What do you imagine when you hear the word “economist”? A shiny suit walking out from a glass office on Wall Street? Or a mediocre clerk, dug in numbers up to his head? What do economists do? How does their day go? Maybe you’re on the edge of a new college life or looking for a new job. Maybe you just want to explore your knowledge of different careers. Today we interviewed a professional economist to shed some light on one of the most popular jobs worldwide.
Adam is an economist at Goldman Sachs, an American multinational investment bank and financial services company. Goldman Sachs is one of the largest investment banking enterprises with over 38 thousand employees and departments all over the world. Adam holds a master’s degree in economics from the University of Pennsylvania. He’s been working as an economist for over 12 years in four different states.
“Okay, first of all, how would you describe your job in one word?”
(thinks for almost a minute) “Connections.”
“What kind of connections?”
“Not only with people, although that’s a huge part as well. I mean data. Connecting your dots in your research and global economic events with the things you or your client want to achieve.”
“What’s the difference with accounting?”
(laughs) “We say that accounting is about the past, and economics is about the future. Accountants analyze whatever’s been already done. But you wouldn’t go to an accountant for financial modeling or advice on how to launch a brand-new product.”
Adam’s responsibilities depend on the project he’s currently working on. His job can differ from other economists but along with his responsibilities he tried to provide us with the overall overview of what economists might do not only at his firm. We tried to combine them all together to show the full picture.
- Risk management. Goldman Sachs is the investment bank, and working with different clients takes most of Adam’s time. He assesses the risks of raising capital for larger businesses or sometimes even governments. Adam should approach the process adaptively, calculate its possible success rate and give advice on minimizing threats and maximizing opportunities and outcomes.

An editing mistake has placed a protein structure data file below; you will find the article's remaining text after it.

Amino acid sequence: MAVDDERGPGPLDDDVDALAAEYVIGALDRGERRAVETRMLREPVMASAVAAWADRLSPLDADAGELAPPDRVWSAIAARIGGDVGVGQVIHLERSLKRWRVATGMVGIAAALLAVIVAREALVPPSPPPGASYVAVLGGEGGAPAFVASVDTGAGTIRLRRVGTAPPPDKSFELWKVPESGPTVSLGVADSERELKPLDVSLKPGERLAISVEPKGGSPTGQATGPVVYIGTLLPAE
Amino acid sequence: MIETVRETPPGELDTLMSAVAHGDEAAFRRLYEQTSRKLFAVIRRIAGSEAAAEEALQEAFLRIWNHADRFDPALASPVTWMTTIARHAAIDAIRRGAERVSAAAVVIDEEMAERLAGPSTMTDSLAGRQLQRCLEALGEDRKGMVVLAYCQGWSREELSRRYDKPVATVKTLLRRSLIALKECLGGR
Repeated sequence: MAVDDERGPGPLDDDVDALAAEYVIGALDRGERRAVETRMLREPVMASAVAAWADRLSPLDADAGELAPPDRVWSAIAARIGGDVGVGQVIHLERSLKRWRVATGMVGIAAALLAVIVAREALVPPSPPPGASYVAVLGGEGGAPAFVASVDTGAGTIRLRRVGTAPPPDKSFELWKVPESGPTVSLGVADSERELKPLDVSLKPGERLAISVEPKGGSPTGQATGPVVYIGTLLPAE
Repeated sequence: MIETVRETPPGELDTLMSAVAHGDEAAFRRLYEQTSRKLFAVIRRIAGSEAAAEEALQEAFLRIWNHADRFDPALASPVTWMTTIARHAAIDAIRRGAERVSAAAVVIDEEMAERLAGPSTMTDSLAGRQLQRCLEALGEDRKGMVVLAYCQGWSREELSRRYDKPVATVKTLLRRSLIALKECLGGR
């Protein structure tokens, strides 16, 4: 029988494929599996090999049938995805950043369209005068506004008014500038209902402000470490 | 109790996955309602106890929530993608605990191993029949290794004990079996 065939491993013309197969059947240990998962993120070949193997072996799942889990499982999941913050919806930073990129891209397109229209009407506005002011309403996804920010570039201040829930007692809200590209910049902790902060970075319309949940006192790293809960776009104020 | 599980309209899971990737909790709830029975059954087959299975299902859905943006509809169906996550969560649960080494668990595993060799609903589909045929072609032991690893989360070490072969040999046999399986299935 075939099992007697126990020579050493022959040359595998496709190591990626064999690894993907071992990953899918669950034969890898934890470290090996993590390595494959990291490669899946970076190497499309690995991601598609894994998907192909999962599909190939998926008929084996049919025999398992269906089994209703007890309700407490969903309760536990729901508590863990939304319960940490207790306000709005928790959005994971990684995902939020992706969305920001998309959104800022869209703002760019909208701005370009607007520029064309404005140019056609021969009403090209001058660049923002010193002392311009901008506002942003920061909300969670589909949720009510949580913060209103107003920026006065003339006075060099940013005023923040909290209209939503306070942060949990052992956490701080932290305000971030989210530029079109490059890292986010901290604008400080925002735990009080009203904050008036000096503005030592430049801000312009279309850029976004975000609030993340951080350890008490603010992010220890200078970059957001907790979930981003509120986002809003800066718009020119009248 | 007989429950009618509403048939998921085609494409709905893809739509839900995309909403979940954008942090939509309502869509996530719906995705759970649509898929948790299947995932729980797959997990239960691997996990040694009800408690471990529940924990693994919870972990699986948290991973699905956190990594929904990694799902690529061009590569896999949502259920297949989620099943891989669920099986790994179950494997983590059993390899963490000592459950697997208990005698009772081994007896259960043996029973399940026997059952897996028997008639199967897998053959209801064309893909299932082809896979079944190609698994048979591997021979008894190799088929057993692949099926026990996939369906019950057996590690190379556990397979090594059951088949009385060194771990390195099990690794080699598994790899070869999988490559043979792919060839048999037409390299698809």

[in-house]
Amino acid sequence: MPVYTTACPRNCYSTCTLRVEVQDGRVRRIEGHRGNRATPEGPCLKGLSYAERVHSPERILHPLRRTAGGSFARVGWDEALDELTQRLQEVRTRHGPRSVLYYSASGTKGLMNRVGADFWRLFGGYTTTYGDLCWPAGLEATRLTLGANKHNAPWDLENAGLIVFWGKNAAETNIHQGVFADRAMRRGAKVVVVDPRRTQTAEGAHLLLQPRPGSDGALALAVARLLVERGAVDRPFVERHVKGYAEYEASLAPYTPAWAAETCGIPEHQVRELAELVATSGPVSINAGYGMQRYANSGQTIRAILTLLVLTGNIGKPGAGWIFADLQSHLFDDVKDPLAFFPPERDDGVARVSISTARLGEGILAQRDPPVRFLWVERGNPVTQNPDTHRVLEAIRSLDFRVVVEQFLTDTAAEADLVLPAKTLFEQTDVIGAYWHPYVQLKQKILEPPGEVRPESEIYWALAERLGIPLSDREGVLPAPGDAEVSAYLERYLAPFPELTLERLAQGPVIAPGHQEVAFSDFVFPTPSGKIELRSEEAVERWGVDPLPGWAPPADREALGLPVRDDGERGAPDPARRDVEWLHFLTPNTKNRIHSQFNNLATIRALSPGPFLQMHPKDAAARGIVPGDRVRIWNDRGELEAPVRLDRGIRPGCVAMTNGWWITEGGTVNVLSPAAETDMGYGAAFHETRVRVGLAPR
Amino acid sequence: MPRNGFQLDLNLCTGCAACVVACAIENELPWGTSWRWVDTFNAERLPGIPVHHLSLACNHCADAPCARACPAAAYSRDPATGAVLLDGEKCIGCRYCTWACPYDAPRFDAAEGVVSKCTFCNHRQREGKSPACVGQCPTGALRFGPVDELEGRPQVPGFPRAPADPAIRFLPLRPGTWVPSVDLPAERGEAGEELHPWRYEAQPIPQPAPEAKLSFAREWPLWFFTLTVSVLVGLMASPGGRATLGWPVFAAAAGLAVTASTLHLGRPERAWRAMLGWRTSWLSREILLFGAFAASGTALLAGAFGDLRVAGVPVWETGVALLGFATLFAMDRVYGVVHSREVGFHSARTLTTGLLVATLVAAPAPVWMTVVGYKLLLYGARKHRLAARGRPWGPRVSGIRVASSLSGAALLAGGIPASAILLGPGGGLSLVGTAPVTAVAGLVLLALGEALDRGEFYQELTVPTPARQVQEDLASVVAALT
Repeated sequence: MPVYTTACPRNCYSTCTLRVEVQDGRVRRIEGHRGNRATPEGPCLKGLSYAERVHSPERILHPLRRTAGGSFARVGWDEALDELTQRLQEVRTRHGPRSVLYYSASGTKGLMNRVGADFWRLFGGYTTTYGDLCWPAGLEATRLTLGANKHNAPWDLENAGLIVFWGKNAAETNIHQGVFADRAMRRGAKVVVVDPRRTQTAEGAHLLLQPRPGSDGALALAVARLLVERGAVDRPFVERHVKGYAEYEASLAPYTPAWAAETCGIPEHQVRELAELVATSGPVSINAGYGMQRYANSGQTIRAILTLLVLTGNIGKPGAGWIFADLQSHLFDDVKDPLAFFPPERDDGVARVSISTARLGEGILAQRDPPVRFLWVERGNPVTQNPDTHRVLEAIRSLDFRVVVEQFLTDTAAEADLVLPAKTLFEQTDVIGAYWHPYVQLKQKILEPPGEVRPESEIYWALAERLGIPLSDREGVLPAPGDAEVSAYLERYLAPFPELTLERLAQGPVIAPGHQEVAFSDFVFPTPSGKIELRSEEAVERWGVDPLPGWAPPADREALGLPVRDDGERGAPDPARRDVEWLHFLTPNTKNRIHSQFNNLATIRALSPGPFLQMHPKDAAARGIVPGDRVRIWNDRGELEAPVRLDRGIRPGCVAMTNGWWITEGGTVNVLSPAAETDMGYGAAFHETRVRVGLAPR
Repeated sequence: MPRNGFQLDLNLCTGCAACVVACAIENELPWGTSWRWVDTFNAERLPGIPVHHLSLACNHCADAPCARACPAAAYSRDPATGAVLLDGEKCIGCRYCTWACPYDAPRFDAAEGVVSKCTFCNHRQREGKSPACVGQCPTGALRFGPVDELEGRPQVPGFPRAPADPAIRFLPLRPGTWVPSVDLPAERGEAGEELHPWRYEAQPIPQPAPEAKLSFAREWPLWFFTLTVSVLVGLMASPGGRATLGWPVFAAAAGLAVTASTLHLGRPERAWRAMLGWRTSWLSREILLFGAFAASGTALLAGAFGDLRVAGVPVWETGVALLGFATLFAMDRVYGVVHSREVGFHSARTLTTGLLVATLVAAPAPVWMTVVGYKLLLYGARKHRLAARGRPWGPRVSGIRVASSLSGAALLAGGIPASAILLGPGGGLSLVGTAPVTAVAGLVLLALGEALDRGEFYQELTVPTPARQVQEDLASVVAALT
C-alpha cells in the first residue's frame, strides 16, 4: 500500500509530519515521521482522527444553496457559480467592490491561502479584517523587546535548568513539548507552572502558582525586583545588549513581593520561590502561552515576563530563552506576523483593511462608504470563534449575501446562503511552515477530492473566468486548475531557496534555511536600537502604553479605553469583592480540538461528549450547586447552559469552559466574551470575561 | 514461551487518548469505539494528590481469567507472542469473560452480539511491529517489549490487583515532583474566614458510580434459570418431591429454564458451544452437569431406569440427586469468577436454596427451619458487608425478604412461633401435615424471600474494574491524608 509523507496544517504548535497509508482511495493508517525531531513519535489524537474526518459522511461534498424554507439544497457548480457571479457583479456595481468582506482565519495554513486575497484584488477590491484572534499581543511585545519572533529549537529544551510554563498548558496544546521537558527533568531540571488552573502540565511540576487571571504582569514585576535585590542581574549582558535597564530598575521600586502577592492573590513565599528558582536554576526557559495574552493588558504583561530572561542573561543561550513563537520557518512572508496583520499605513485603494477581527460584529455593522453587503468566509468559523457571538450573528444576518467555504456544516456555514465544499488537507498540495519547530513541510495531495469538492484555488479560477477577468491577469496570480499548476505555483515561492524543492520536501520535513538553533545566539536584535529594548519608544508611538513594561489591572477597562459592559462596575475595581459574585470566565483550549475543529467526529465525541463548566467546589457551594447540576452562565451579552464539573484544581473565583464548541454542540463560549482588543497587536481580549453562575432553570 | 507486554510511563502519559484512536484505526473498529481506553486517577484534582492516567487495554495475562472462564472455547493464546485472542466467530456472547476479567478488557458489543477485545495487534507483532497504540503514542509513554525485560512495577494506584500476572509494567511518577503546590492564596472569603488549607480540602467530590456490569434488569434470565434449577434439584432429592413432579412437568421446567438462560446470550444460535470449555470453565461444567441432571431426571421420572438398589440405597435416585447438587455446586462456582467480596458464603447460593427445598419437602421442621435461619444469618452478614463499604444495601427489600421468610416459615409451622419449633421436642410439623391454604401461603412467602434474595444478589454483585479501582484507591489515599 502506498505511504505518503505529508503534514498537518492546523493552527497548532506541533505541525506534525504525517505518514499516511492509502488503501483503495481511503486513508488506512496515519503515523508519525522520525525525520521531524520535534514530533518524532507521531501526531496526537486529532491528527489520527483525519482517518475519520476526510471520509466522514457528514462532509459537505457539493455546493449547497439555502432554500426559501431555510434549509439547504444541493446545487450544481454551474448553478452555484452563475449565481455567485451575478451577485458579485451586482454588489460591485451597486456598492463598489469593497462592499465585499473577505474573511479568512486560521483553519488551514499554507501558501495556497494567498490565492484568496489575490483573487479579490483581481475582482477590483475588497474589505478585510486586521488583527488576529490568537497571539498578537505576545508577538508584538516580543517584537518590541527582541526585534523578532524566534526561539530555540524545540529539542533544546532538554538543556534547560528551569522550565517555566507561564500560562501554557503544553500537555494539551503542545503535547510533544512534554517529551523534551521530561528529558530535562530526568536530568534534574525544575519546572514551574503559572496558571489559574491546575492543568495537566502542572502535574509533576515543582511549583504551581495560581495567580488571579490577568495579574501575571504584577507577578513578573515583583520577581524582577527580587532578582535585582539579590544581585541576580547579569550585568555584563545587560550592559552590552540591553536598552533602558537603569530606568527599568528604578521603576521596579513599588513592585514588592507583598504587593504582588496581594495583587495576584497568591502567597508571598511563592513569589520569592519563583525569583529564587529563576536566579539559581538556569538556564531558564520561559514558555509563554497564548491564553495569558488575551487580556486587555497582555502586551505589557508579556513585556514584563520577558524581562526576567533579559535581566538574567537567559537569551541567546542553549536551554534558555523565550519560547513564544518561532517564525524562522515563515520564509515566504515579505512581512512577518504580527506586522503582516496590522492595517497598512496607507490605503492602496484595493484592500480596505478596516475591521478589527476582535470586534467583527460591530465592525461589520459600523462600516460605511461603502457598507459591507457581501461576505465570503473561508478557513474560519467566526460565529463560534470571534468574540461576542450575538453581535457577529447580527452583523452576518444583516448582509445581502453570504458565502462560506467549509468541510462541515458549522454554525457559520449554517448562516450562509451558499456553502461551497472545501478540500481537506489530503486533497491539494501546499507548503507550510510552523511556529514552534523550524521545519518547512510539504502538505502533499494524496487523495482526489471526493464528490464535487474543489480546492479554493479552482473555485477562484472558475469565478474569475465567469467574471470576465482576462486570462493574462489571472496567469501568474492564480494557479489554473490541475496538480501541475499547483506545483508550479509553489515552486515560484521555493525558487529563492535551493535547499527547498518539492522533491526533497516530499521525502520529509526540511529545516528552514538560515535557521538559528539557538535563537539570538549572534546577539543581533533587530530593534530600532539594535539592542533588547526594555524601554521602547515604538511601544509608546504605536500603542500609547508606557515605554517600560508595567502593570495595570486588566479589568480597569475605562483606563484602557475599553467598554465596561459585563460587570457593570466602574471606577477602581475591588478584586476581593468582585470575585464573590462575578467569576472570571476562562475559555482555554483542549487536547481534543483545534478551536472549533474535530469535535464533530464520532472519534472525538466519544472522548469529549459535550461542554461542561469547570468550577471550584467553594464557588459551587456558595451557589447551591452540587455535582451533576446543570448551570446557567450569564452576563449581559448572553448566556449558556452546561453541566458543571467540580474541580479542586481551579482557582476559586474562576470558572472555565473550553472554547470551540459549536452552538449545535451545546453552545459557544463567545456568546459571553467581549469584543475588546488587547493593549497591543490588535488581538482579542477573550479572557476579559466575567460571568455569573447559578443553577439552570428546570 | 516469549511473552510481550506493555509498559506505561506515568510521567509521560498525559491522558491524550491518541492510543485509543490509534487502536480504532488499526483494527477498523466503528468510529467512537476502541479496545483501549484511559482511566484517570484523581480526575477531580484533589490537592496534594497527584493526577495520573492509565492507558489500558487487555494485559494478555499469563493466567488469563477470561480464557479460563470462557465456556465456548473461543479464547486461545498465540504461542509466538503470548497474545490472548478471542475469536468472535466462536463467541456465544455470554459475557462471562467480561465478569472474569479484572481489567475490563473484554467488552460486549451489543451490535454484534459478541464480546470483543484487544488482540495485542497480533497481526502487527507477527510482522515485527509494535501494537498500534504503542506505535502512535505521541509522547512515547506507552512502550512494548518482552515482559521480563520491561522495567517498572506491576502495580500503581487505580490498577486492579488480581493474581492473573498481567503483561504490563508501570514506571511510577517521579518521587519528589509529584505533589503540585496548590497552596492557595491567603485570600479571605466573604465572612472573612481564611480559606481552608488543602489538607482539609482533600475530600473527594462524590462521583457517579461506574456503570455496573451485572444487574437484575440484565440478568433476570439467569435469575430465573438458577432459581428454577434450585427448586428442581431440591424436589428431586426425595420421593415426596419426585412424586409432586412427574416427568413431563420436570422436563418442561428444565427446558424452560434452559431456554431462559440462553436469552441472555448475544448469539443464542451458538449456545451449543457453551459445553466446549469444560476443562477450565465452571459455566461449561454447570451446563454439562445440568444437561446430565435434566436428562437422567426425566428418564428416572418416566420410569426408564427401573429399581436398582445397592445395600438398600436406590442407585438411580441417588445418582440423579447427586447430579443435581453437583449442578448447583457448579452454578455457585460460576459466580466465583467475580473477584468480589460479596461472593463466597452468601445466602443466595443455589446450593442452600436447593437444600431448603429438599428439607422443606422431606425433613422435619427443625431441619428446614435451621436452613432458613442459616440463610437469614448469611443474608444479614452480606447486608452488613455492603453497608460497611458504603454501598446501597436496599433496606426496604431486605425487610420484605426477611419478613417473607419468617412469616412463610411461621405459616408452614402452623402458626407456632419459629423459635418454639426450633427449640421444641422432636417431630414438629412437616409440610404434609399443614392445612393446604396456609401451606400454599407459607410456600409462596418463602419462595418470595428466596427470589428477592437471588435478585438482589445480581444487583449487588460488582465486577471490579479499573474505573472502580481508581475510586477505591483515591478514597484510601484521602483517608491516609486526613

- Consulting. Advise on when buying and selling a business or securities. Examine and explain its impact on the region’s economy or particular business. Assist companies involved in mergers and acquisitions (M&A) and provide ancillary services such as market making, trading of derivatives, and equity securities. “Basically, we tell people how to make the most out of their money, staying safe at the same time,” Adam says.
- Reports. Adam and his team issue analytical reports on all markets they operate on.
- Product-oriented research. Some economists work with sales and production. They analyze consumer demand and sales for the existing or new-to-launch products, compare economic aspects of production outcomes with competitors and provide forecasts for certain markets.
- Government economists. Adam says that their job might quite differ from his; still, the core stays the same. They project social needs, production impacts, and relationships between the states or countries to consult them on the economic impact of the future laws, regulations, decisions, etc.
- Develop methods for obtaining data. Every point mentioned above requires deep research and analysis. Adam and his team always need to find a way of obtaining actual and relevant data to base their decisions on.
- Carry out research. Work with data collected. Find the connections Adam mentioned at the start. How one factor, variable, decision influence another one.